What Defines “Excessive” Concern with Appearance?

“Everyone has physical imperfections, and some people have noticeable ones — for example, a congenital deformity,” Greenberg observed. “We reserve BDD diagnosis for disproportionate preoccupation with a minor or nonexistent imperfection.” Individuals with BDD may think about their disliked body parts for as much as 3 to 8 hours a day, and 25% report thinking about them for more than 8 hours daily. This causes disruption in functioning at school or work, not going out with friends, spending a great deal of time, energy and money on trying to fix or hide some aspect of the appearance, engage in constant mirror-checking, and seeking cosmetic treatments, Greenberg said.

Detecting BDD in adolescence can be difficult because normal adolescents are typically concerned about body image, Greenberg said. “An adolescent with BDD is not just having a ‘bad hair day’ or normal self-consciousness,” she emphasized. “No matter how much reassurance friends and family members provide, it is never enough. This is an important clue in distinguishing between normal adolescent concerns and BDD.”

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Assessing Patients

“We have some work to do in psychiatry, when it comes to recognizing and diagnosing patients with BDD,” Greenberg remarked. “Unless you specifically ask about appearance concerns, you can easily miss it.”If a patient presents with depression and social issues, a simple question such as “Are you worried about how you look?” might open the door to a discussion, more targeted questions, or a formal assessment, Greenberg said.

An assessment tool used to screen for BDD is the Body Dysmorphic Disorder Questionnaire (BDDQ) — a brief, self-report screening measure available in adult and adolescent versions. The Yale-Brown Obsessive-Compulsive Scale Modified for Body Dysmorphic Disorder (BDD-YBOCS), a 12-item clinician-administered instrument, rates the current severity of BDD, and is also available in adult and adolescent versions. It is important to note that the BDD-YBOCS is a severity rather than a diagnostic tool.

Pharmacologic Treatments for BDD

While no medication is approved by the US Food and Drug Administration (FDA) for the specific indication of BDD, high doses of serotonin reuptake inhibitors (SRIs) have been well-researched and are recommended.5,13,14 An SRI should be taken for at least 12 weeks before determining whether it is efficacious.Successful SRI treatment usually results in less frequent and less intense preoccupation with appearance, decreased BDD-related distress, and improved control over BDD compulsions.1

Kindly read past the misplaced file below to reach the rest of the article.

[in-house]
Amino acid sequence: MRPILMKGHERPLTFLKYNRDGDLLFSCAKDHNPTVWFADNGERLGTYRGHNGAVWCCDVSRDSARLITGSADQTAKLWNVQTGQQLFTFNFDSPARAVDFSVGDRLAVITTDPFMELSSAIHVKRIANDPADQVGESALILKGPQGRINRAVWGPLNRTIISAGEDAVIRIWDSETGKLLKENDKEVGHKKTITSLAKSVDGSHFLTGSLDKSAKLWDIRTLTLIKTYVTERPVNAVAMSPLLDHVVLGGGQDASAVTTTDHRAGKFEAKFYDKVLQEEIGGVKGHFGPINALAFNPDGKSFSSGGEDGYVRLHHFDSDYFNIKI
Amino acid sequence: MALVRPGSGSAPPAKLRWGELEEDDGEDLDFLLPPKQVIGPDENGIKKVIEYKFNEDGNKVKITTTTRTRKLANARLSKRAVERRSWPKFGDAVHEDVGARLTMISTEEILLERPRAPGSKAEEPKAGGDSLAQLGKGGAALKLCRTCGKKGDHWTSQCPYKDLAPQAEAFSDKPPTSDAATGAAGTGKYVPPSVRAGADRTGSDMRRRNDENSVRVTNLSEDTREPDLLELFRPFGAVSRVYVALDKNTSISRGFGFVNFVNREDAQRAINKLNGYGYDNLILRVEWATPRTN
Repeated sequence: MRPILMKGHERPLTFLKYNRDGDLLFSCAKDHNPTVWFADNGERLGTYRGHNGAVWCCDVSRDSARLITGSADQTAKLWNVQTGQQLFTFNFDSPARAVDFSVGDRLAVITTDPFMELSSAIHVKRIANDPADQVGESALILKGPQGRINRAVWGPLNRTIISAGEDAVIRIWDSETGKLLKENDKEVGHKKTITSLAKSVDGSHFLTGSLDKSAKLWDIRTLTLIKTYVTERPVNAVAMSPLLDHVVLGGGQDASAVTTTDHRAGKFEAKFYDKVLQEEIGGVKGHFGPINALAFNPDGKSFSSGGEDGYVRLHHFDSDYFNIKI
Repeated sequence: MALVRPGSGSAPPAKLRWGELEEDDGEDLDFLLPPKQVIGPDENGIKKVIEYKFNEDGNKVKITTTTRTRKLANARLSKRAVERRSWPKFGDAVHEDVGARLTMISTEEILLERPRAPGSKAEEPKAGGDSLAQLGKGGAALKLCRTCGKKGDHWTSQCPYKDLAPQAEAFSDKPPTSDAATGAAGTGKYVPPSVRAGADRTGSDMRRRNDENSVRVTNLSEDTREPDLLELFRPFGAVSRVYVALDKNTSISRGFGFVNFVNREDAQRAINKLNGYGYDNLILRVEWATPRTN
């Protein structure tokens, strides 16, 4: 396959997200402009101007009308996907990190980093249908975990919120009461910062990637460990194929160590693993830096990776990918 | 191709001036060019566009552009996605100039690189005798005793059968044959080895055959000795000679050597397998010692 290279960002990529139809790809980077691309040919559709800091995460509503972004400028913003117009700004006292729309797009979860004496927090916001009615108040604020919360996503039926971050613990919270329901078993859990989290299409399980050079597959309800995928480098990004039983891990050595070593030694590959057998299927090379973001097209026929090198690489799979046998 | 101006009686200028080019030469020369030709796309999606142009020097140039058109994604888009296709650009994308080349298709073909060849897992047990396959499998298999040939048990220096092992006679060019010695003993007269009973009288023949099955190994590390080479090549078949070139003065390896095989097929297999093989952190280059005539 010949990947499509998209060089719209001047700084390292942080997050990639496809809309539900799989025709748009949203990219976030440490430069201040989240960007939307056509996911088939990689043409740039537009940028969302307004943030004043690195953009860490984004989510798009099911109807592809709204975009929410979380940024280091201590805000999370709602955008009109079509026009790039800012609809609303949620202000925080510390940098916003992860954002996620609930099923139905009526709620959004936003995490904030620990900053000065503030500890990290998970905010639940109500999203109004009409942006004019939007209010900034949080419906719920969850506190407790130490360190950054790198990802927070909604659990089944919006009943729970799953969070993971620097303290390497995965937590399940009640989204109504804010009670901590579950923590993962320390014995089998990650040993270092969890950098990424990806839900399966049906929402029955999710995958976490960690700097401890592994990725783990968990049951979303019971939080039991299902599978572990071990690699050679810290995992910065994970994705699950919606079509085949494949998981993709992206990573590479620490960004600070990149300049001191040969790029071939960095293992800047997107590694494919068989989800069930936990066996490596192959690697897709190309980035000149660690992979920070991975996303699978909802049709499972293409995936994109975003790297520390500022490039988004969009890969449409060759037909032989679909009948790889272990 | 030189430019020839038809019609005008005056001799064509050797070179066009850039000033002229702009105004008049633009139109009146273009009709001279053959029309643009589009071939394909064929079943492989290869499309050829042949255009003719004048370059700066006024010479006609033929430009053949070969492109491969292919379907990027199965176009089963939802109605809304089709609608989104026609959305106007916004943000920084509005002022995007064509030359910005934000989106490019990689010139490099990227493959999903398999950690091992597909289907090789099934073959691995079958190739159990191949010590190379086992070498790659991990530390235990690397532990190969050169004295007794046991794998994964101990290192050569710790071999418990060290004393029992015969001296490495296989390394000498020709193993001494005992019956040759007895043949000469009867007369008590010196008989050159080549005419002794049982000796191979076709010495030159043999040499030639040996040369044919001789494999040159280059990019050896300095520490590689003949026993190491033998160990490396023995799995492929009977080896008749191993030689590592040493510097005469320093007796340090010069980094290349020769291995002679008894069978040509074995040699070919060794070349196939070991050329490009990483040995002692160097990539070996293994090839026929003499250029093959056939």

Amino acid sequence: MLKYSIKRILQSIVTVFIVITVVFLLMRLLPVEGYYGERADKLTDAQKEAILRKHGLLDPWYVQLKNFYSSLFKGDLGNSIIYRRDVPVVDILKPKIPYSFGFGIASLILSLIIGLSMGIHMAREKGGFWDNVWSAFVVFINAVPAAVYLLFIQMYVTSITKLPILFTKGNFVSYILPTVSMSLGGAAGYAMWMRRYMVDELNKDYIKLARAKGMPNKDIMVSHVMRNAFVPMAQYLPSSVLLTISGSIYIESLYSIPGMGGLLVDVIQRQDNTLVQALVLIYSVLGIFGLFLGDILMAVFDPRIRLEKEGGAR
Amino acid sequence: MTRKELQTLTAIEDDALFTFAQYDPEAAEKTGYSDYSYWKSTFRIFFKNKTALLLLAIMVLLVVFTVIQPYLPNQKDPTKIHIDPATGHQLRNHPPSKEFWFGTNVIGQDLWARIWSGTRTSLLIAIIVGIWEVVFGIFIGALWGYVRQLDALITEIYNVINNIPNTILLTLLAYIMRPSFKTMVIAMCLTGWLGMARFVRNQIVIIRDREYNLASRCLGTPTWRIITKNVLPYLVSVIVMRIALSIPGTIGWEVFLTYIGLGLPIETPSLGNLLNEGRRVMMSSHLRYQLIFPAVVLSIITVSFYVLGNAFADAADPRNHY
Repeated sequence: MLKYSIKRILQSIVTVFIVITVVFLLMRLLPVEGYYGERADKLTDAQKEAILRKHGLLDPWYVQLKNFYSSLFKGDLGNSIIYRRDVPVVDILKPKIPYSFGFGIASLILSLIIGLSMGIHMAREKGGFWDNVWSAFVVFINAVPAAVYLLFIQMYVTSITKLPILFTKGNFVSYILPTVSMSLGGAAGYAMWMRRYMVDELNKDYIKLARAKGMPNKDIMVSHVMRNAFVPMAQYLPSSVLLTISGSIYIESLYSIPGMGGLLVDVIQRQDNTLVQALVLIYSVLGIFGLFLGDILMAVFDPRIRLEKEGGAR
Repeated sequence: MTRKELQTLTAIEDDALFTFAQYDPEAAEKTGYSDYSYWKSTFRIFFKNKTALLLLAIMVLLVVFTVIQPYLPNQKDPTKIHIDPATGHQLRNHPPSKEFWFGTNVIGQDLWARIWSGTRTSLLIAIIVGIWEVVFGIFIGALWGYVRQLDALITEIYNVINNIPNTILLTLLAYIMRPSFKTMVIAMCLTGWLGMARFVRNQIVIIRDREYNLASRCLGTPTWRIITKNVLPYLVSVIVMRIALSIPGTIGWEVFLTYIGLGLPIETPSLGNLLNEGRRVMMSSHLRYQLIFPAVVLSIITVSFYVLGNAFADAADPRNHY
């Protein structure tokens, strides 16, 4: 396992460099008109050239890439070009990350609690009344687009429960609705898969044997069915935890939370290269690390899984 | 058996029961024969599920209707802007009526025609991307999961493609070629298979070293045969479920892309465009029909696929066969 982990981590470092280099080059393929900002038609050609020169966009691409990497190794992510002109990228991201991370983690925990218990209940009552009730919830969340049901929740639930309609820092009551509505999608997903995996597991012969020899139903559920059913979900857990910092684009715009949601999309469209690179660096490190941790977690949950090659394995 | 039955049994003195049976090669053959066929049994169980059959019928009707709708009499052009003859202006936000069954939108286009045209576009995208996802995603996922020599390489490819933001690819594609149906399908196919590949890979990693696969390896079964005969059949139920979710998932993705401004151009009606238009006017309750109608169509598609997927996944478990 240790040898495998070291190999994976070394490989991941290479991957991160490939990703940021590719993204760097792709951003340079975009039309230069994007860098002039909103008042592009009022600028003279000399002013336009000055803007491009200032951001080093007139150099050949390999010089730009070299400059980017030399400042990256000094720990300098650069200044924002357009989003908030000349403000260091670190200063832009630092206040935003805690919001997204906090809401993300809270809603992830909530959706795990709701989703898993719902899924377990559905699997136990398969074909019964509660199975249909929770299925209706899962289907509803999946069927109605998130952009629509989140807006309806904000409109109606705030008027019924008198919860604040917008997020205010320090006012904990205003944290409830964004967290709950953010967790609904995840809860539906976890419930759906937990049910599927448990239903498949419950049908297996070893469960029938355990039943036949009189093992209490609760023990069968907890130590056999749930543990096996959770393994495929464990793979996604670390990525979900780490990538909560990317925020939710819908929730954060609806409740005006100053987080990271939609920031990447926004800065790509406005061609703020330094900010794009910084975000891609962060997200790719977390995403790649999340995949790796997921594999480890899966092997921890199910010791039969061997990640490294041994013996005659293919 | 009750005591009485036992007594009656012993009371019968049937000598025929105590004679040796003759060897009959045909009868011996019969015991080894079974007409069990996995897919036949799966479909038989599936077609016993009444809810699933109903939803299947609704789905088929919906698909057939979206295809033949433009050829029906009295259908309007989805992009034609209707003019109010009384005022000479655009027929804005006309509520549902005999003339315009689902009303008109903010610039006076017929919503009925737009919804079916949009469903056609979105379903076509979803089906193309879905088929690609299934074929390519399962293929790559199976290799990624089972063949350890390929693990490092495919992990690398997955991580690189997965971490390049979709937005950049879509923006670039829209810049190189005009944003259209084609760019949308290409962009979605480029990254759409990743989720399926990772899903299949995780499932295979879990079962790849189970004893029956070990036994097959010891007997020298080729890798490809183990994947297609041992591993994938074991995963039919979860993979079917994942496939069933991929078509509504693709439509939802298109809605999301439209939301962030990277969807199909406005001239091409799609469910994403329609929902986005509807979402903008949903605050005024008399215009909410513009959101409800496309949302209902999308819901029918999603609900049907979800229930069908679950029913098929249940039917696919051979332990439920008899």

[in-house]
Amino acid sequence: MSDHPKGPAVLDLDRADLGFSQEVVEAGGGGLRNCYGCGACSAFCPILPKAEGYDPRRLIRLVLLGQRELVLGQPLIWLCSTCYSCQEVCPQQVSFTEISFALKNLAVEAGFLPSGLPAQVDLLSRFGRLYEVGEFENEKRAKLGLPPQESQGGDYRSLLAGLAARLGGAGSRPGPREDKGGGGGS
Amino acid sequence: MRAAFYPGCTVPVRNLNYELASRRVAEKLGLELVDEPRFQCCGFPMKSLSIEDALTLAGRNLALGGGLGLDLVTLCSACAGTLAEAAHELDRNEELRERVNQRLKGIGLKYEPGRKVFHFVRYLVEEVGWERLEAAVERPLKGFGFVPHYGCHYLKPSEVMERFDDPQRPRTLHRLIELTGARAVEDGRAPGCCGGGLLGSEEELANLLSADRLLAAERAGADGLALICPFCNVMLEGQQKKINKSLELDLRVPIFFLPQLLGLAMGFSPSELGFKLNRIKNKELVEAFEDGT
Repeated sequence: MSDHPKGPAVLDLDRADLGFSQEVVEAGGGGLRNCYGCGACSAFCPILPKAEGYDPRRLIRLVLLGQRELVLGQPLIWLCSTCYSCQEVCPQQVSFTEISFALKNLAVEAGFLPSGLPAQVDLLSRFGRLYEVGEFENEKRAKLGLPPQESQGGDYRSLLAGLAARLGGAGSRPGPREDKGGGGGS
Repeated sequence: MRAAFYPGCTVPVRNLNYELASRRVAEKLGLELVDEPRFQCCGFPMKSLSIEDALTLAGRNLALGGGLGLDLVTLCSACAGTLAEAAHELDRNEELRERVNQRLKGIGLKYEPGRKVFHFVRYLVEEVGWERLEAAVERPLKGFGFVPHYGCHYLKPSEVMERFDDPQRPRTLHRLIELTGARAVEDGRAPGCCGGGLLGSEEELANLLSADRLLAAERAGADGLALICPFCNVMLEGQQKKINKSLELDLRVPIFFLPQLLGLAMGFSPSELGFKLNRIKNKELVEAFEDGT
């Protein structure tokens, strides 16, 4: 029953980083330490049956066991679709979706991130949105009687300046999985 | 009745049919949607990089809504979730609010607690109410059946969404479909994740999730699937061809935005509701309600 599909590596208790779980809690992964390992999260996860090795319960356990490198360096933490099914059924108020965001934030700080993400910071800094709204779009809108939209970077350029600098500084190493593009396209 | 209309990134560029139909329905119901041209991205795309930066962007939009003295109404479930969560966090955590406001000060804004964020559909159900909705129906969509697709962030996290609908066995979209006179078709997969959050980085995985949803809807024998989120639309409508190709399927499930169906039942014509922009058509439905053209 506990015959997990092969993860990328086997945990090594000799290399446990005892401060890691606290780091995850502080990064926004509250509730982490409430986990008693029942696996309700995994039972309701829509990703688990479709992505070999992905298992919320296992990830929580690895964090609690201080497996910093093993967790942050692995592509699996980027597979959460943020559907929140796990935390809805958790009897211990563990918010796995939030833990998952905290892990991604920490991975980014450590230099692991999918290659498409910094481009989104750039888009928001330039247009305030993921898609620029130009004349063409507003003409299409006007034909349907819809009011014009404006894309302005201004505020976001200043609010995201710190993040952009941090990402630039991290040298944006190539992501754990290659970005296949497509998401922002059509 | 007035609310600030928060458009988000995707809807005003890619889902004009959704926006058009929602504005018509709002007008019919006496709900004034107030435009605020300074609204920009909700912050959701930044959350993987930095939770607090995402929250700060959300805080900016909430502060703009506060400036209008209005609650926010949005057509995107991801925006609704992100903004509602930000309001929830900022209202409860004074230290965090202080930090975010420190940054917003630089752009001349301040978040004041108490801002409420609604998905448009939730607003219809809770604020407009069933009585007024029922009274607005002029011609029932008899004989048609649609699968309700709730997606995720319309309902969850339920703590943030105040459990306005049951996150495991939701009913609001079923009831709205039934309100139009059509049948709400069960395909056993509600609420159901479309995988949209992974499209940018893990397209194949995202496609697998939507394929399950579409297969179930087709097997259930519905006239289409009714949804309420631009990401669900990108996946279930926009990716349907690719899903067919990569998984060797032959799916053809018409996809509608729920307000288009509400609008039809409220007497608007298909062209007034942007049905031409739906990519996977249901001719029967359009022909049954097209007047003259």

Nonpharmacologic Interventions for BDD

Cognitive behavioral therapy (CBT), the most studied and established nonpharmacologic intervention,1,8 includes cognitive restructuring that focuses on altering appearance-related assumptions and beliefs as well as exposure and response prevention, Weingarden said. “In addition, perceptual/attention retraining helps patients to stand back from the mirror and describe their whole appearance in objective terms, not only focusing on certain specific areas.”

Cultural Considerations

The presentation and phenomenology of BDD differs between cultures and ethnicities.8,15 For example, Asians tend to report concern that their hair is “too straight” or their skin “too dark.”15 Among the Japanese, a similar syndrome called taijin kyofusho (fear of displeasing or embarrassing others) includes two subtypes: phobia of a deformed body and phobia of one’s own foul body odor.16 “It is important for clinicians to be aware of these presentations,” Weingarden stated.

Multidisciplinary Collaboration

Most patients with BDD (71% to 76%) seek cosmetic treatment for their perceived flaws. “Patients with BDD rarely present in psychiatric settings initially,” Weingarden noted. “Usually they are seen by dermatologists, plastic surgeons, or dentists.” Neelam A. Vashi, MD, Assistant Professor of Dermatology at the Boston University School of Medicine, stated that dermatologists must learn how to detect BDD. “I believe in multidisciplinary care for these patients,” she told Psychiatry Advisor. Moreover, “in my experience — and there is research to support this — most patients report no change or even have worse symptoms after cosmetic procedures. And those who do obtain relief typically transfer their appearance concern onto some other part of their body.” Greenberg agreed, adding that psychiatrists can play an important role in educating other specialists regarding “red flags” suggesting BDD in patients seeking cosmetic treatments.


“Rarely does a person with BDD come in and say, ‘I’m experiencing persistent appearance concerns and this is really disrupting my life,’” Weingarden noted. Psychiatrists play a key role in detecting BDD in patients who present with other complaints and providing targeted treatment for this common and devastating disorder.

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